Leo Tolstoy’s favourite books from each stage of his life, or “Works which made an impression”
In 1891, a Petersburg publisher (who was undergoing the impressive feat of asking 2,000 influential luminaries for their favourite books) contacted Leo Tolstoy to ask about the books that had influenced him.
Somewhat characteristically considering his love for lists, Tolstoy grouped his recommendations into the five stages of his life that he had covered so far, up to the age of 63. For each stage, books were also categorised as “great”, “v. great”, and “enormous”.
The result is the following, as included in R.F. Christian’s wonderful collection of Tolstoy’s Letters: Volume II (he has also published Tolstoy’s diaries in two volumes).
The letter opens with a disclaimer – “I am sending the list I began, but didn’t finish, for your consideration, but not for publication, since it is still far from complete” – and the heading, “WORKS WHICH MADE AN IMPRESSION”.
Leo Tolstoy’s favourite books from each stage of his life
Childhood to the age of 14 or so
Tales from The Thousand and One Nights: the 40 Thieves, Prince Qam-al-Zaman
Pushkin’s poems: Napoleon
The Little Black Hen by Pogorelsky
The story of Joseph from the Bible
Russian byliny folk tales: Dobrynya Nikitich, Ilya Muromets, Alyosha Popovich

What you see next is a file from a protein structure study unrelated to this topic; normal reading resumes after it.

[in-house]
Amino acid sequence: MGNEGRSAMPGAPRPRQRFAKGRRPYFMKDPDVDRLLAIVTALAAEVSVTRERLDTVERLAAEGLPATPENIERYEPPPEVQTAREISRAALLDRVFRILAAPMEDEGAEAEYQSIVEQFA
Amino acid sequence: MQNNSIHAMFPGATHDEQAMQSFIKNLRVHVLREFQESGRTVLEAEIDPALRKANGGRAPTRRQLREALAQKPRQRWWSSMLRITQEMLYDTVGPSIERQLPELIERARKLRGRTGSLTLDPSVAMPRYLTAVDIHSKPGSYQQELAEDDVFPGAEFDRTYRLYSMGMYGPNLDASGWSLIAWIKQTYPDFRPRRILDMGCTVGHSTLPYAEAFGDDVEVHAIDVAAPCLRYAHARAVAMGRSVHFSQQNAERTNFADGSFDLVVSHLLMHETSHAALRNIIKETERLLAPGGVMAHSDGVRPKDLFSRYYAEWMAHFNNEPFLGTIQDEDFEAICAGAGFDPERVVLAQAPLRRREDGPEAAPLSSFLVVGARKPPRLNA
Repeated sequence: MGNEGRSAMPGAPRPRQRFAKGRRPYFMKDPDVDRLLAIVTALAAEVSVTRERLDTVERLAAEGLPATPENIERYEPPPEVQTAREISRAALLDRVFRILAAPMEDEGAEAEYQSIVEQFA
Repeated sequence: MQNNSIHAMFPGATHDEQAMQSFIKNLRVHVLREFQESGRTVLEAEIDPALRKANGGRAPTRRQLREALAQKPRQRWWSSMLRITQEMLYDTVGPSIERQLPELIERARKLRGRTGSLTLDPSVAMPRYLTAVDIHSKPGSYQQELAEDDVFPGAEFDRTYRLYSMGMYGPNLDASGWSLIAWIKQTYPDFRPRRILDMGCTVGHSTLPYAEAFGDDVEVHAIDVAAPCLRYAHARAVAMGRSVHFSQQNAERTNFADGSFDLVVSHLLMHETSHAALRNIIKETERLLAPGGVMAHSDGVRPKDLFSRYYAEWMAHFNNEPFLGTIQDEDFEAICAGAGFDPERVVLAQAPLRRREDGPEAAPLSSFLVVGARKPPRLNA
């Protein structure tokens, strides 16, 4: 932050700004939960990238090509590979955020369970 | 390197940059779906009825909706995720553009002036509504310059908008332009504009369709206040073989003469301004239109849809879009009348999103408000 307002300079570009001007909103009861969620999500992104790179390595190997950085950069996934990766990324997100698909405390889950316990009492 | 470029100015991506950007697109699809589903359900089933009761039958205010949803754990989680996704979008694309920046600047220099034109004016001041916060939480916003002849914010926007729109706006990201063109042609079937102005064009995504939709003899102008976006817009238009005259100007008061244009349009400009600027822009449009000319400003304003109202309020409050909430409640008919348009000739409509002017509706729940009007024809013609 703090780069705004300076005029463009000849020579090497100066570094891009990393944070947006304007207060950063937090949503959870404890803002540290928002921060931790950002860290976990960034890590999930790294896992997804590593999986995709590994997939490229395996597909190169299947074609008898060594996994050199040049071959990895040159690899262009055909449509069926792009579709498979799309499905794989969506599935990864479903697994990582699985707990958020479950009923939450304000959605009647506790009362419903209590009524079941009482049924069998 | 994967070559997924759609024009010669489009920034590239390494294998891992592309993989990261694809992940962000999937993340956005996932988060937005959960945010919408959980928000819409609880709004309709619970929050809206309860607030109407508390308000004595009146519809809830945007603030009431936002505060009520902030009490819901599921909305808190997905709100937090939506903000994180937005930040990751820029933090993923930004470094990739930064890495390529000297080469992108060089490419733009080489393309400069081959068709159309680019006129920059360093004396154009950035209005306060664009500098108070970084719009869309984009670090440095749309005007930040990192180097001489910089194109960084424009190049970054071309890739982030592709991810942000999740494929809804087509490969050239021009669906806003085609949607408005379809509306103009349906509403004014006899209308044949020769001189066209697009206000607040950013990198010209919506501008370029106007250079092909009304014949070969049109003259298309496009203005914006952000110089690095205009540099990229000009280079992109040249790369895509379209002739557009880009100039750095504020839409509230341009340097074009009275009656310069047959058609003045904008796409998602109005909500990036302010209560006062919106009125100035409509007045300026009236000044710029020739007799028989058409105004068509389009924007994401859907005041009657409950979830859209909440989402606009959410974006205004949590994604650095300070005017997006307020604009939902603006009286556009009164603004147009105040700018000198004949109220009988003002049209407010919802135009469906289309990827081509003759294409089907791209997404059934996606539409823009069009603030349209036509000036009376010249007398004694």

Age 14 to 20
Tales of Good and Evil by Nikolai Gogol: Overcoat, The Two Ivans, Nevsky Prospect
The Conquest of Mexico by William Prescott
A Sentimental Journey by Laurence Sterne
Nouvelle Héloise by Jean-Jacques Rousseau
Yevgeny Onegin by Alexander Pushkin
Die Räuber by Friedrich Schiller
Dead Souls by Nikolai Gogol
A Sportsman’s Sketches by Ivan Turgenev
Polinka Sachs by Aleksandr Druzhinin
The Hapless Anton by Dmitry Grigorovich
A Hero for our Time by Mikhail Lermontov
Matthew’s Gospel: Sermon on the Mount
Confessions by Jean-Jacques Rousseau
Emile by Jean-Jacques Rousseau
“Viy” from “The Collected Tales of Nikolai Gogol”
David Copperfield by Charles Dickens
Age 20 to 35
Poems by F.T. Tyutchev
Poems by Koltsov
The Odyssey and The Iliad by Homer (read in Russian)
Poems Afanasy Fet
Phaedo and Symposium by Plato (read by Tolstoy in Cousin’s translation)
Hermann and Dorothea by Johann Wolfgang von Goethe
Notre Dame de Paris by Victor Hugo
Age 35 to 50
Novels of Mrs. [Henry] Wood
Novels of George Eliot
Novels of Anthony Trollope
The Odyssey and The Iliad (in Greek)
Les Misérables by Victor Hugo
Age 50 to 63
Discourse on religious subject by Theodore Parker
[Frederick William] Robertson’s sermons
“The Essence of Christianity” by Ludwig Feuerbach
“V. great”:Book of Genesis (in Hebrew)
Progress and Poverty by Henry George
Confucius and Mencius
All the Gospels in Greek
Pensées by Blaise Pascal
“Lalita Vistara” by Rajendralala Mitra
Lao-Tzu [Tolstoy read the French translation of S. Julien]
If you enjoyed this preview of Tolstoy’s skill for lists, you might also appreciate his Calendar of Wisdom, the collection of quotations that he believed to be his most important contribution to humanity. There are also his amusing “Rules of life as part of his self-improvement project, including “Visit a brothel only twice a month”.
Enjoy more from me
- Retreat into my new book, Your Life in Bloom: Finding Your Path and Your Courage, Grounded in the Wisdom of Nature.
- I'm also the author of Mountain Song: A Journey to Finding Quiet in the Swiss Alps, a book about my time living alone by the mountains.
- If you love books, are feeling a little lost right now, and would love some gentle comfort and guidance, join The Sanctuary, my seven-day course to rebalance your life.